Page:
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Taking care of elderly parents at home: Care options

There are several options for care for elderly parents in their home. Depending on the situation, one or a combination of these may be the most ideal fit for your loved one to age in place at home.

Age-in-place home care

Round-the-clock home care for elderly parents can provide a range of supportive services including housekeeping, personal care assistance, and more. These workers, sometimes called home care aides or personal care aides, can also support the efforts of family caregivers.

Some seniors may need occasional help with transportation and meal prep. Others who require incontinence care, have dementia, or need mobility assistance, but who don’t wish to make the transition to senior living, may need full-time personal care and help around the house.

Home care for the elderly in their own homes may include any of the following activities:

  • Companionship and social interaction
  • Assistance with bathing, showering, and toileting
  • Shopping and running errands
  • Cleaning, cooking, and housekeeping
  • Transportation to errands, activities, or appointments

Depending on the services needed, the amount of home care someone receives can be as little as a few hours a week to full-time care. Generally, recipients pay for services by the hour, and agencies or private home care providers set costs for home care. Some agencies may require hourly minimums per week or service in specific time blocks.

Home health care

Home health care is another type of in-home adult care. Unlike home care, this type of care offers medical care to your loved one in their home.

Nurses or other qualified medical professionals may provide home health care. Their activities with your loved one may include the following:

  • Exercising or stretching
  • Pain management
  • Recording health data
  • Skilled nursing
  • Wound care

This type of in-home care for elderly adults is best for those with urgent or ongoing medical issues. The hours needed with this type of care can vary greatly based on your loved one’s unique health concerns. This type of care may be covered partially by Medicare in some circumstances.

Family caregiver

Taking care of an aging parent can be a worthwhile endeavor for many adult children. If your parent has cared for you for most of your life, you may now be ready to give back and take care of them.

Many people choose this option for their loved ones. In fact, 53 million unpaid caregivers provide more than $470 billion worth of support to family and friends each year — this financial amount rivals the budget for the entire federal Medicare program, according to USAging.[03]

If you have the time and the resources to dedicate to being a primary family caregiver, you should still consider utilizing senior respite care options occasionally. Remember to take time to attend vital medical appointments, exercise your body, or renew your spirit with a coffee date with friends.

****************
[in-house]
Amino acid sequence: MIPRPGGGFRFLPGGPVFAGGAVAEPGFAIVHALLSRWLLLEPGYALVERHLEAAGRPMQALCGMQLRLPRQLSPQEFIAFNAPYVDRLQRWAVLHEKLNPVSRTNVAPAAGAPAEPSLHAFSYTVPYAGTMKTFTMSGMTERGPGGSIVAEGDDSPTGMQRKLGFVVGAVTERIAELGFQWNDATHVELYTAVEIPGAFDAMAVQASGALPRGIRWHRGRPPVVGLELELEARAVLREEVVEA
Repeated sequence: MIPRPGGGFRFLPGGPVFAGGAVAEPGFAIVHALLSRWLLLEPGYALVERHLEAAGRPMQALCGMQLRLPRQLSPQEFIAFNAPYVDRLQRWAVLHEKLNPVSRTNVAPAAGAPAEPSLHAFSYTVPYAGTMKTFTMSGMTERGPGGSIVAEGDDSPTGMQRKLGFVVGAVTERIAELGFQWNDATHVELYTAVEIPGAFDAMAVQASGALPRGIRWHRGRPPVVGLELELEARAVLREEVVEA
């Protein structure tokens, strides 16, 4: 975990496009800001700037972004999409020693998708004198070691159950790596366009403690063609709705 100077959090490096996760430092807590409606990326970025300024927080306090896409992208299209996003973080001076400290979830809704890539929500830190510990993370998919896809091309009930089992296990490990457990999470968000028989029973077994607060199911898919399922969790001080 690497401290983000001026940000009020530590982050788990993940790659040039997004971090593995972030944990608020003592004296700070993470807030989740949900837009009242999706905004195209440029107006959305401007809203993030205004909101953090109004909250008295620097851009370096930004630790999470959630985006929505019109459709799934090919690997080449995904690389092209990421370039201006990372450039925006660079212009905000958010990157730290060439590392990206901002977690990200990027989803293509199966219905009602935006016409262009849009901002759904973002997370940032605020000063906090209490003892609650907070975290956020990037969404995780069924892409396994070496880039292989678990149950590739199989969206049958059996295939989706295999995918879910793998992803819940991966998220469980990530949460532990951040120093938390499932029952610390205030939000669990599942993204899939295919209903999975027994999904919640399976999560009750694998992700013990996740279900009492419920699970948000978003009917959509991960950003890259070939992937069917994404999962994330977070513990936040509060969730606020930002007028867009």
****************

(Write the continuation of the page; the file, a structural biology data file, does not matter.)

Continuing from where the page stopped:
As a family caregiver, you may find additional support through in-person or online caregiver support groups. If your loved one is a veteran, you may be eligible for family caregiver support programs through the Department of Veterans Affairs.

How can I help care for senior parents at home?

If you’re a family member of someone who wishes to remain independent and at home for as long as possible, you can help them age in place through the following supportive measures:

  • Plan ahead. A big part of planning for a parent’s home care is making a plan. Talk with your loved one about their wishes and desires for their future before it becomes reality. The more time you have to prepare, the more likely you’ll be able to accommodate your loved one’s preferences.
  • Respect your loved one’s autonomy. Encourage your loved one to play an active role in the planning for their care. Listen with an open mind. The things that may be important to your relative may be different than what you anticipated.
  • Develop a money management strategy. Your loved one needs to budget for their anticipated care along with the costs of maintaining or upgrading their home with accessible modifications. This can be done before care is even needed. You can track the trend of costs for in-home care for elderly parents in your state through the in-home care section of the Genworth Cost of Care Survey. It’s also worth looking at your loved one’s insurance to see what it covers for in-home care.
  • Identify safety hazards. A safe home environment can prevent falls, promote wellness, and increase the viability of living at home for longer. You can use this home safety checklist from the National Home Safety and Home Modification Work Group to look for common home safety issues in your loved one’s home. You should also encourage your loved one to prepare for natural disasters and other emergencies.